He proposed an unprecedented, radical theory, which was greeted with great skepticism by the leading medical and scientific authorities of the time. But Carlos Juan Finlay, a physician and epidemiologist born in Camaguey, Cuba, in 1833, persisted in his research. Finlay’s father was Scottish and his mother was French. He was educated in France, Philadelphia, and Havana, and traveled throughout South America and Europe. His unprecedented theory proposed that deadly yellow fever was spread by a specific mosquito type. His research was rejected by the scientific community for over two decades. US medical pioneer Walter Reed confirmed Finlay’s work in 1901, and the eradication of this mosquito dramatically reduced the death toll in the Caribbean and among the workforce of the Panama Canal.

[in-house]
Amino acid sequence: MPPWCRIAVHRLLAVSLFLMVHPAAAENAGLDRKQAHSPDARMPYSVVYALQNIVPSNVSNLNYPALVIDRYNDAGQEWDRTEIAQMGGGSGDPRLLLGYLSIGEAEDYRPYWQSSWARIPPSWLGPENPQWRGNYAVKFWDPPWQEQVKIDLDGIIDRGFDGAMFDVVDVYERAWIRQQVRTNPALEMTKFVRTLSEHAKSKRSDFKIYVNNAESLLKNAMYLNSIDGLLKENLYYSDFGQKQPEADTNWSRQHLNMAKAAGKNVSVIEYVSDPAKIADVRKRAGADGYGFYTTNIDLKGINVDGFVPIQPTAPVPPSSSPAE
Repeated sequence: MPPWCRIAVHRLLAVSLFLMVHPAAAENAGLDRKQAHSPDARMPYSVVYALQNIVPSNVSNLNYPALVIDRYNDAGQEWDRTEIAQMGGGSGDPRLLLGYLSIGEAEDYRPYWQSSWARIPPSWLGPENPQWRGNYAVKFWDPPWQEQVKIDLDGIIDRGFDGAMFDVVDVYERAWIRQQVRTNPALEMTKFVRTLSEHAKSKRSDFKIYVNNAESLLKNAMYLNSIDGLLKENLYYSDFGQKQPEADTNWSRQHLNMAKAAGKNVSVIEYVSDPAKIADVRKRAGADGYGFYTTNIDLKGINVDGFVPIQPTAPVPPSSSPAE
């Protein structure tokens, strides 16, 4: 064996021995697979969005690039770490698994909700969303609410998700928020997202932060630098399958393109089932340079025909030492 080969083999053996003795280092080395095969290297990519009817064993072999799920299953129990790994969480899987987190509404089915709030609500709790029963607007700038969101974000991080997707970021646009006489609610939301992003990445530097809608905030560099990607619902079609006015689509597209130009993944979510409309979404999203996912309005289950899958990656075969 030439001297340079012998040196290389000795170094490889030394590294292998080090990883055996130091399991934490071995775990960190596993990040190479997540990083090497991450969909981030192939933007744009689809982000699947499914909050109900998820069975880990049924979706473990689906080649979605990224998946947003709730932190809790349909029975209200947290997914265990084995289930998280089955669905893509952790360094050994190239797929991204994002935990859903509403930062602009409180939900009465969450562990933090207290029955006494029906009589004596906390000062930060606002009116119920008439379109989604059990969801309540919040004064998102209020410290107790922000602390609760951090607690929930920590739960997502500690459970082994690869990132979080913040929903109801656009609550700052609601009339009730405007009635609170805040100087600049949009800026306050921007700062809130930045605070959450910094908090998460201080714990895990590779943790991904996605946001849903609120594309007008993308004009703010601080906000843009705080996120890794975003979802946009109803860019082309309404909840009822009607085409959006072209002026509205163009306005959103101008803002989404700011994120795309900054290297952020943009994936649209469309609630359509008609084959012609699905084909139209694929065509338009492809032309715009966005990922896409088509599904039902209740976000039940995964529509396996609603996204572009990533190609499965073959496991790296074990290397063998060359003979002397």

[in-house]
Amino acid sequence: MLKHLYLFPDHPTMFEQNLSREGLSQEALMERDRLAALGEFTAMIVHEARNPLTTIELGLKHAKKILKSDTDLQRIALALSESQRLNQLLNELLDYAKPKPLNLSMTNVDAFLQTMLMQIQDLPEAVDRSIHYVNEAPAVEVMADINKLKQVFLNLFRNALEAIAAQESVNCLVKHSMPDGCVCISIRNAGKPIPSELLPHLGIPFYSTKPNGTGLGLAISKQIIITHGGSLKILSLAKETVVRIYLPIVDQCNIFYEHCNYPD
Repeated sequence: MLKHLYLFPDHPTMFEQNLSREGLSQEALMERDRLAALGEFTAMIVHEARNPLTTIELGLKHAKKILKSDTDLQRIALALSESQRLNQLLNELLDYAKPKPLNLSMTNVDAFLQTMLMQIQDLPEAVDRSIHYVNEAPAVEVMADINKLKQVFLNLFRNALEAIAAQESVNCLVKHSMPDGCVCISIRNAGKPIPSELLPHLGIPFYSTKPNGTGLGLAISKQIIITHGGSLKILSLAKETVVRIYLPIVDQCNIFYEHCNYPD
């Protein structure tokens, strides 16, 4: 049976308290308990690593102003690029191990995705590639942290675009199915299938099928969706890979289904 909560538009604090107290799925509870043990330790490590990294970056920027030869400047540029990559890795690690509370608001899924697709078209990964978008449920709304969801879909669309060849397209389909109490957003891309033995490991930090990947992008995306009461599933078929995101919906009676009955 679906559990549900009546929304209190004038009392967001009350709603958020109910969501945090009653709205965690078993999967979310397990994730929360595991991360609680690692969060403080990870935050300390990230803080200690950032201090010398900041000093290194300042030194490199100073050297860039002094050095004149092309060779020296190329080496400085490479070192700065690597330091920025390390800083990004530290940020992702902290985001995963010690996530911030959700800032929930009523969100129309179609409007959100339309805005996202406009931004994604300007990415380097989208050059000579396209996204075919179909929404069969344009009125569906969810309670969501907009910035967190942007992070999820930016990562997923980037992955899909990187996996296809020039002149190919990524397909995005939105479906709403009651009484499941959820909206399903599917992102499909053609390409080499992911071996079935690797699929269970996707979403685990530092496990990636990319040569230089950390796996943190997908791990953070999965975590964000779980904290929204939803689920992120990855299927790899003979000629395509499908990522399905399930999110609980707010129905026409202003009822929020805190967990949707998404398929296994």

https://thehispanicalmanac.com/wp-content/uploads/2017/11/December-3-1833-Carlos-Juan-Finlay-e1536892417499.jpg 238 165 Barbara Mitchell Barbara Mitchell1833-12-03 22:19:052018-09-14 02:34:18Diagnosing Yellow Fever